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Well played, Harvard, summa cum laude
Ron Fimrite
November 12, 1973
It is testimony to their, shall we say, sangfroid that Ivy Leaguers are not the least defensive about the mutually exclusive brand of football they play. While pigskin Philistines may protest that the Ivies are merely bush, the cloistered scholar-athletes of the northeastern seaboard will suggest in rebuttal that it is not so much how you play the game as how it comes out. Or something like that.
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November 12, 1973

Well Played, Harvard, Summa Cum Laude

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It is testimony to their, shall we say, sangfroid that Ivy Leaguers are not the least defensive about the mutually exclusive brand of football they play. While pigskin Philistines may protest that the Ivies are merely bush, the cloistered scholar-athletes of the northeastern seaboard will suggest in rebuttal that it is not so much how you play the game as how it comes out. Or something like that.

There is, in fact, a perfectly reasonable argument that Ivy League football right now is the most consistently entertaining, amateur or professional, played anywhere in the country. Indeed, the matches in those Edwardian stadiums on those Colonial campuses are all that a fan could ask for—unpredictable, frequently high-scoring, nearly always close and rare manifestations of that tired adage that "on any given Saturday...."

The three teams currently tied for the league lead have muddled their aspirations by taking turns beating each other. First, Pennsylvania beat Dartmouth 22-16, then Dartmouth beat Harvard 24-18 and last weekend Harvard beat Penn 34-30, in one of the most thrilling games yet played this season. And since Yale, Brown and Cornell are only one game in arrears, the league championship is far, far from settled.

What then is more exciting than a close race run by fierce competitors, no matter how swift they may be? "Fierce," incidentally, is not an ill-advised adjective, nor does it any longer ring of satire as it once did in the old Tom Lehrer ditty, Fight Fiercely, Harvard!

Take an Ivy League boy out of the library or the laboratory and he will prove as testy an antagonist as any brute from the wheatfields. "We take the game as seriously as anyone," emphasized Harvard Captain Dave St. Pierre. "We practice just as hard when we're out there and we play just as hard. We don't come here to escape competition."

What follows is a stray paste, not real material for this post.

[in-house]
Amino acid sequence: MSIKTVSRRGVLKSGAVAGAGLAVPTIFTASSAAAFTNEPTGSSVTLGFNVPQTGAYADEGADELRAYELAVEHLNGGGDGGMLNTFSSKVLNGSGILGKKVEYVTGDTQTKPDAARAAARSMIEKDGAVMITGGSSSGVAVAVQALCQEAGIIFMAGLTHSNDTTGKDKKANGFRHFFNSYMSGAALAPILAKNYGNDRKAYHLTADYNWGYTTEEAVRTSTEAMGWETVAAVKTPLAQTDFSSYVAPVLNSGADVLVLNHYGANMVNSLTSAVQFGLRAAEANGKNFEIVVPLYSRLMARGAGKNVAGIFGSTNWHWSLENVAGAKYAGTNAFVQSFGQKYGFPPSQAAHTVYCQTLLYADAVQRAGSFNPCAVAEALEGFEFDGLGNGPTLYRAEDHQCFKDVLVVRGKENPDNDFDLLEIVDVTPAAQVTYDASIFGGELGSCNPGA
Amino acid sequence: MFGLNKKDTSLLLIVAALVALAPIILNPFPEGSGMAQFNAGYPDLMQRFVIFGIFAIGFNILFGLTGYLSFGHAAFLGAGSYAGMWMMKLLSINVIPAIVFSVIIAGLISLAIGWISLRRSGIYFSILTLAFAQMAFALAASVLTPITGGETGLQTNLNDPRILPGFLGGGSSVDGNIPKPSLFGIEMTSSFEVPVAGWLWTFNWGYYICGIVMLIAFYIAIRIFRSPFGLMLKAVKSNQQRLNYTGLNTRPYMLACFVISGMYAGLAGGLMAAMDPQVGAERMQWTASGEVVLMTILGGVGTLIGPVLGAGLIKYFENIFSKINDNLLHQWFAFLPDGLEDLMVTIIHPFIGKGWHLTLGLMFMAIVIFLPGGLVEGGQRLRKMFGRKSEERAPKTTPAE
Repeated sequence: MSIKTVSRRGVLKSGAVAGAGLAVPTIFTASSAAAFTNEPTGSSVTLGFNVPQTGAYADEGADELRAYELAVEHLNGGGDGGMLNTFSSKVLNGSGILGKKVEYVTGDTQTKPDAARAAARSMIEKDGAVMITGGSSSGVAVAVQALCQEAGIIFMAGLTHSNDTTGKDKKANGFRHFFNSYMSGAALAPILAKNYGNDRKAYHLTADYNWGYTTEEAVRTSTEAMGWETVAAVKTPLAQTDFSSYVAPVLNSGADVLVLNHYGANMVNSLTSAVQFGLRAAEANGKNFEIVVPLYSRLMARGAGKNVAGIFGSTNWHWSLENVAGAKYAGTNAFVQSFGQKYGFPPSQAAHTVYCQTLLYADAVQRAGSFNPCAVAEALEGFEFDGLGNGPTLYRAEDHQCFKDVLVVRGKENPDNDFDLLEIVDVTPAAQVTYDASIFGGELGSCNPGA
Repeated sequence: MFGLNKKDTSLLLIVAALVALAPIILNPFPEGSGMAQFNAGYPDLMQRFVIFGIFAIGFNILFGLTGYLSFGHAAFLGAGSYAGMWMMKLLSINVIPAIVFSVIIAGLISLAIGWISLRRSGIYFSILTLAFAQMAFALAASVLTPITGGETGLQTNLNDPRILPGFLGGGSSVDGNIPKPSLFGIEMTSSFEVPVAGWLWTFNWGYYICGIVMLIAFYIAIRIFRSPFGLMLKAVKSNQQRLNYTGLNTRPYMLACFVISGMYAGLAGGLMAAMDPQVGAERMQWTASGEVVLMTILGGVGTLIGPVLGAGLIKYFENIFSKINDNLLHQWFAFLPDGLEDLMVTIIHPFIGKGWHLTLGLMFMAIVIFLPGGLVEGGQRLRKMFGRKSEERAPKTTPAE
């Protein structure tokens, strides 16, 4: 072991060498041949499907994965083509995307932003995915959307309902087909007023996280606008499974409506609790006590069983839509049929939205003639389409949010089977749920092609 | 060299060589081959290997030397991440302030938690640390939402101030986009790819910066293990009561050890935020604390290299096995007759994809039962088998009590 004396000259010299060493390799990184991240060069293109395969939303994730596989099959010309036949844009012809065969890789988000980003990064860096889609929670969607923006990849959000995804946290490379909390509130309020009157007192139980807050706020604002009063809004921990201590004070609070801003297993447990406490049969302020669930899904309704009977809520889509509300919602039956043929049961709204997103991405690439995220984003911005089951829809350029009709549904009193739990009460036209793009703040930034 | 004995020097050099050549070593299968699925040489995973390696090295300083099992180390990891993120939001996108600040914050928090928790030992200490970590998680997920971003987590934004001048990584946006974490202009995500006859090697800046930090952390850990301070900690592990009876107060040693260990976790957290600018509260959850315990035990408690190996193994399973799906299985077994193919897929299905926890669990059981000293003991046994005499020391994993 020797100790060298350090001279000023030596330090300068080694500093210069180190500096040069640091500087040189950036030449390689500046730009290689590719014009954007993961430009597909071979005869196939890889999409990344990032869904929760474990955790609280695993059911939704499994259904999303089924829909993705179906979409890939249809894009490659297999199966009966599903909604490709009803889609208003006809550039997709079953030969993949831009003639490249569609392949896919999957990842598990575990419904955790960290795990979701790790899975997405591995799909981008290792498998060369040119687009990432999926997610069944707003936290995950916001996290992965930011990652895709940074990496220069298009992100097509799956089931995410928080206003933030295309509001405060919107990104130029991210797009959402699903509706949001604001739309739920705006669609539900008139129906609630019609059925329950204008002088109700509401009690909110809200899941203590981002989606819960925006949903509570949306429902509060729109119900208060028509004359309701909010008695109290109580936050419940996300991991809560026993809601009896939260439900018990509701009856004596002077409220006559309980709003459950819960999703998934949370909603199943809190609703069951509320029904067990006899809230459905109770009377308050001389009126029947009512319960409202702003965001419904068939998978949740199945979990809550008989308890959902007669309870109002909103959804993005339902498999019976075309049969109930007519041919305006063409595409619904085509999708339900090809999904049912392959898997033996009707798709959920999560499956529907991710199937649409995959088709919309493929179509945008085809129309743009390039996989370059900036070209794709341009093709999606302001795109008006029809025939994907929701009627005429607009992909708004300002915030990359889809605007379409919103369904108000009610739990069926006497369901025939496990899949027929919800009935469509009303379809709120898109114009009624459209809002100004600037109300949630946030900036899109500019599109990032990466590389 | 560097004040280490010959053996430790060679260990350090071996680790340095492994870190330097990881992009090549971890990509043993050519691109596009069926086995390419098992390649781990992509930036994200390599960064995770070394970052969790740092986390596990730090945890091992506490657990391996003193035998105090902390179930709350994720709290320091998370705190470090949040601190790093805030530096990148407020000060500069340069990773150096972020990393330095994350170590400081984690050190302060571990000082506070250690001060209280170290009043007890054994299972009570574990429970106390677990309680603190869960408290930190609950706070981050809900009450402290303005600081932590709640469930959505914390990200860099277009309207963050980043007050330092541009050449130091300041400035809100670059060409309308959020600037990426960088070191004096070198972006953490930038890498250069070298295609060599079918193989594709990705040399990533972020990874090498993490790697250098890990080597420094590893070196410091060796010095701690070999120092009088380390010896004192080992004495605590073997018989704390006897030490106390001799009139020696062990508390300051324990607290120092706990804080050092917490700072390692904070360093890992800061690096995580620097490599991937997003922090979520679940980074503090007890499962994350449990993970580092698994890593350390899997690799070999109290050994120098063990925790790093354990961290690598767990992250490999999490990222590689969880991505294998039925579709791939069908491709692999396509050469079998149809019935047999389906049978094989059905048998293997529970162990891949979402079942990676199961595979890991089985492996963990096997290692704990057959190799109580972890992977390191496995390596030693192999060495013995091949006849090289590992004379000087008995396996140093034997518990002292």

The difference may be that the Ivy Leaguer will actually enjoy the game more, and for the simple reason that he is playing it for fun, not necessarily to fulfill the provisions of an athletic scholarship or to serve an apprenticeship before being called up to the National Football League.

"The time we give to the game is our own," says Harvard Quarterback Jim Stoeckel, a potential Rhodes scholar who is nearly as brilliant on the field as in the classroom.

"I think there is more genuine dedication in the Ivy League because the boys are on the field by choice," says Penn Coach Harry Gamble, himself a doctor of education. "They don't have to play football for fear of losing a scholarship. They just want to play. I'm not saying that isn't true elsewhere, but whereas you might get 90% dedication out of a squad in a big-time football school, here you get 100%."

There was enough dedication and, yes, ferocity Saturday at Franklin Field, where Harvard defeated Penn, to impel a cavalry charge at Balaklava. Granted, there were nine fumbles, two interceptions and one blocked punt; at least three of the scores came as a direct result of grievous turnovers; and in one sequence deep in Penn territory the two teams exchanged fumbles on successive plays before Harvard cut off the largesse by scoring. But consider also that Harvard and Penn, which had ranked one-three in the league on defense, gained 989 yards between them, setting seven team and league offensive records, and that the winning touchdown came with but a minute and 26 seconds remaining in the game on a sprawling, grappling goal-line catch of a Stoeckel pass by Harvard End Pat McInally that would not have embarrassed Paul Warfield.

The rival quarterbacks, Stoeckel and Penn's dauntless Marty Vaughn, enjoyed truly remarkable success, Stoeckel connecting on a Harvard record 27 of 48 passes for 291 yards and a touchdown and Vaughn hitting on 18 of 31 for 303 yards and a touchdown. McInally caught 10 of Stoeckel's passes for 117 yards, and Penn's Don Clune, a legitimate professional prospect, caught 10 for 163 yards. Stoeckel's tight end, Pete Curtin, whose brown hair flows to his shoulders, had seven catches, an extraordinarily productive day for a college man playing his position. And Penn's swift little halfback, Adolph (Beep Beep) Bellizeare, gained 138 yards on only 15 carries, including one electrifying, tackle-breaking touchdown run of 67 yards. Harvard's Neal Miller, a sophomore, had 130 yards and two touchdowns.

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